I sometimes meet Jews who tell me, “Judaism just isn’t spiritual!” Others think that there’s only one authentic way to live a Jewish life, a way that demands that a devout Jew will live completely separate from the secular world.
Both of those attitudes are based on profound misunderstandings of Torah.
It’s true that Judaism is different from other religions, especially those familiar to most Americans. A few ways we are different:
We do not have a creed: we don’t have a list of things we are required to believe. Because other Western religions have creeds, we periodically try to come up with such lists, but in every case, as soon as the list is written, we begin arguing about the details. The 13 Principles of Maimonides is the most famous but it isn’t universally accepted among Jews. The Reform Movement has compiled “Platforms” at intervals in its history, but they function more as texts for study, and as jumping-off places for discussion. They are not creeds.
We are a questioning people, rather than a believing people. This has been true from the very beginning. In Genesis 18, God consults with Abraham about the destruction of Sodom. Abraham then raises questions about the fate of the righteous of Sodom, if any can be found. In fact, our sages taught that God chose Abraham to be the patriarch of Israel, rather than Noah, because Noah didn’t argue when God announced the Flood!
The commandments direct us to do, rather than to believe. The Torah is full of commandments (the traditional count is 613.) Those commandments say things like “Keep the Sabbath holy.” (Exodus 20:8) or “Put a railing around your roof, so no one will fall off” (Deuteronomy 22:8) or “Don’t consume blood” (Lev. 17:10-14.) These are things to do (or not do) rather than things to believe. Even when it comes to God, we are told to love God, but nowhere does it explicitly say to believe in God.
For Jews, spirituality comes in the round of observing the commandments day after day, week after week. We are back to disagreement and discussion: some observe the commandments in ways more or less like the ways Jews very long ago observed them. Others find those interpretations of the commandments outmoded and in need of reinterpretation. One Jew will refrain from ever using the phone or any electronic device on Shabbat. Another will make sure to phone family and loved ones every Shabbat. Both are trying to keep Shabbat holy, each in their own way.
For some Jews, the synagogue service is key to spirituality. For others, the act of communal study (another commandment) is where they find spirituality. Others find it in appreciation and preservation of the wonders of nature, or in the work of healing or social justice. For the last couple of years, I’ve been pursuing growth in the mitzvah of hospitality, opening my home, nurturing relationships among people, feeding other people, and teaching Jewish home observance. Jewish tradition is vast, and it can accommodate many different tastes and personalities. What all these things have in common is the observance of mitzvot.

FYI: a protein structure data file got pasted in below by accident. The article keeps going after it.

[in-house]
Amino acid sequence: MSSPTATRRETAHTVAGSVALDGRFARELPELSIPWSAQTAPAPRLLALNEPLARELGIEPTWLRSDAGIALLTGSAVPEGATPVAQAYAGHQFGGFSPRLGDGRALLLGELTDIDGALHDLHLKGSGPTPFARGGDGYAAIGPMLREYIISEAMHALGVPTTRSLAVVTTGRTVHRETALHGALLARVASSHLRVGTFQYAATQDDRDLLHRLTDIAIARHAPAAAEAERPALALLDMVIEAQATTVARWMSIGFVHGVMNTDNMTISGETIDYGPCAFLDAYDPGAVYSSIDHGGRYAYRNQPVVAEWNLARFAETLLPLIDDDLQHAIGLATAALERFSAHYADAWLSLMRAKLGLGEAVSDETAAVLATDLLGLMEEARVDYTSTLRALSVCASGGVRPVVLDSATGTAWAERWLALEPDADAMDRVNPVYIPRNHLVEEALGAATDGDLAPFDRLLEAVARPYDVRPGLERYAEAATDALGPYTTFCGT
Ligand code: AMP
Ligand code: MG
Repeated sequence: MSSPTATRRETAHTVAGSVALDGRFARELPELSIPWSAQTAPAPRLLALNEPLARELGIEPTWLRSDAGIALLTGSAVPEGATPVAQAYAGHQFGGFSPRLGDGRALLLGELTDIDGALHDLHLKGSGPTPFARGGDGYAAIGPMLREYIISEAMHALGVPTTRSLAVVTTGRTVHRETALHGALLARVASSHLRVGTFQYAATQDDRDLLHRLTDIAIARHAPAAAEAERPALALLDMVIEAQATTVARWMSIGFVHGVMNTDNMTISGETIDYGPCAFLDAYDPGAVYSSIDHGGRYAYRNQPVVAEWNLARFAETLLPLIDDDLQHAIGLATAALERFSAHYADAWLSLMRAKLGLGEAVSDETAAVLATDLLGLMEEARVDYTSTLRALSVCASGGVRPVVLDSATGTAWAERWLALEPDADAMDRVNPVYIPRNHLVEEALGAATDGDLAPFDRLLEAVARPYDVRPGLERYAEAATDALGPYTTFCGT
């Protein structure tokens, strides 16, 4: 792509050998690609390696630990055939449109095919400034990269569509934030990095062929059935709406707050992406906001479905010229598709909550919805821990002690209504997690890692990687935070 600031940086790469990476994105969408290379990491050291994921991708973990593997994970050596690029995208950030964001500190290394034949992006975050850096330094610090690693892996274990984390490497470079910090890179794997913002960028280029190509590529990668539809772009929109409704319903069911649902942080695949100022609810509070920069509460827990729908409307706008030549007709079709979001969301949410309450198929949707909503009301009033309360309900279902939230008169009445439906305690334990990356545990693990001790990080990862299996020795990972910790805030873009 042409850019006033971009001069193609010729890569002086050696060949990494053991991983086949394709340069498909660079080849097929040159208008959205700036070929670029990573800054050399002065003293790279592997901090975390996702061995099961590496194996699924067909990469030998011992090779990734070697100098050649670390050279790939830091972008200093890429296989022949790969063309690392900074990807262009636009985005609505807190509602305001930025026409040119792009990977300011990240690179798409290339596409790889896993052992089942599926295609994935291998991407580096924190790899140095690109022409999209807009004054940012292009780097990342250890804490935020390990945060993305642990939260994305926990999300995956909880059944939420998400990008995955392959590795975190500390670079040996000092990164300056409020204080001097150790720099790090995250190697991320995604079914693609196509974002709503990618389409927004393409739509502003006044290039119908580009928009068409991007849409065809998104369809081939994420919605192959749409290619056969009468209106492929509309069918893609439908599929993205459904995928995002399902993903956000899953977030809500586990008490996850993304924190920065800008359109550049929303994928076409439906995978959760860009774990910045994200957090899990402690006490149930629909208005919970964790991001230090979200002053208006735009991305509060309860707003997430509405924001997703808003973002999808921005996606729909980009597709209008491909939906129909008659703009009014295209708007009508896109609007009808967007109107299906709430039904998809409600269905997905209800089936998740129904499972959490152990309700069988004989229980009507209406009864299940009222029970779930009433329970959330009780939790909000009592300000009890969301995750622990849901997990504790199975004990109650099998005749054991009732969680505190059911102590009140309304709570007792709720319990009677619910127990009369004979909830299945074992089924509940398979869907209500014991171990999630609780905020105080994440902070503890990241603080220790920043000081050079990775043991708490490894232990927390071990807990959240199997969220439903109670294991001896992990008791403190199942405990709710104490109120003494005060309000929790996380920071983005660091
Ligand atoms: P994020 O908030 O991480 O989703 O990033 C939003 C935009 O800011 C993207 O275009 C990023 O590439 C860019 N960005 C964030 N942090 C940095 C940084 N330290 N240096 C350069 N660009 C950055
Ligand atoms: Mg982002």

Which mitzvot are the keys to your Jewish spirituality? If you aren’t sure about the answer to that, experiment. Go to services regularly for a few months, and see what that does for you. Join a social action group or organization (do more than give money or share social media) and see how that feels. Find a Torah study group, or a Talmud study group. See where your Jewish soul blooms.
12 thoughts on “Jewish Spirituality”
Can you please define spirituality?
Great question, Neil! I did a bit of digging in dictionaries, and apparently it’s one of those words that means different things to different people.
When I use it, I am referring to a sense of meaning in life and a sense of connection to something greater than one’s own self. Does that help?
I find spirituality in the practice of doing. When you think about it, yoga or other disciplines like yoga are not so different: if you feel good with practicing regularly and being conscious of why you are doing what you are doing, it brings an elevated feeling of being.
That is when spirituality can grow. What Judaism brings me is the framework, and Torah brings me the guidelines and spiritual tools. And I agree with you a hundred percent: no need to creed or credo. And study is a wonderful tool to strengthen the discipline.
A very Jewish reply! Thanks, Otir!
I find spirituality is all sorts of ways. Nature, living animals, helping those in need, visiting the sick or elderly, Tikkun Olam, practicing yoga, swimming and gratitude.
Can you say a little more about finding spiritual content in yoga and swimming? That sounds very interesting, Pamela.
Spirituality, hmmm…I find it breathing. Every breath I take is renewal and a gift. Each morning I spend 15-20 minutes meditating on my breath and the life force it brings me. I then spend the next half hour watching the sunrise with my coffee on my patio (I can do this year round since I live in Arizona) observing nature, the changing seasons, the birds at my feeders, the wildlife (coyotes, fox, javelins) and others that roam the scrub around our home and my dog, Pal Joey, lounging lazily at my side. Desert flora either awaken as the sun comes up or go to sleep;, so interesting! And then I spend time reading and praying for an hour or so. I feel fulfilled for the day ahead. Life is wonderful!
If you enjoy breath meditation, Sheila, you may find my most recent post interesting (or maybe it’s old news) “Play It Again, Ben.”
I do remember reading it at the time, but I am going to go back and re-read at your suggestion. Thank you Rabbi!
Thank you for continuing to educate me.
You are very welcome, Sheri. The education is mutual.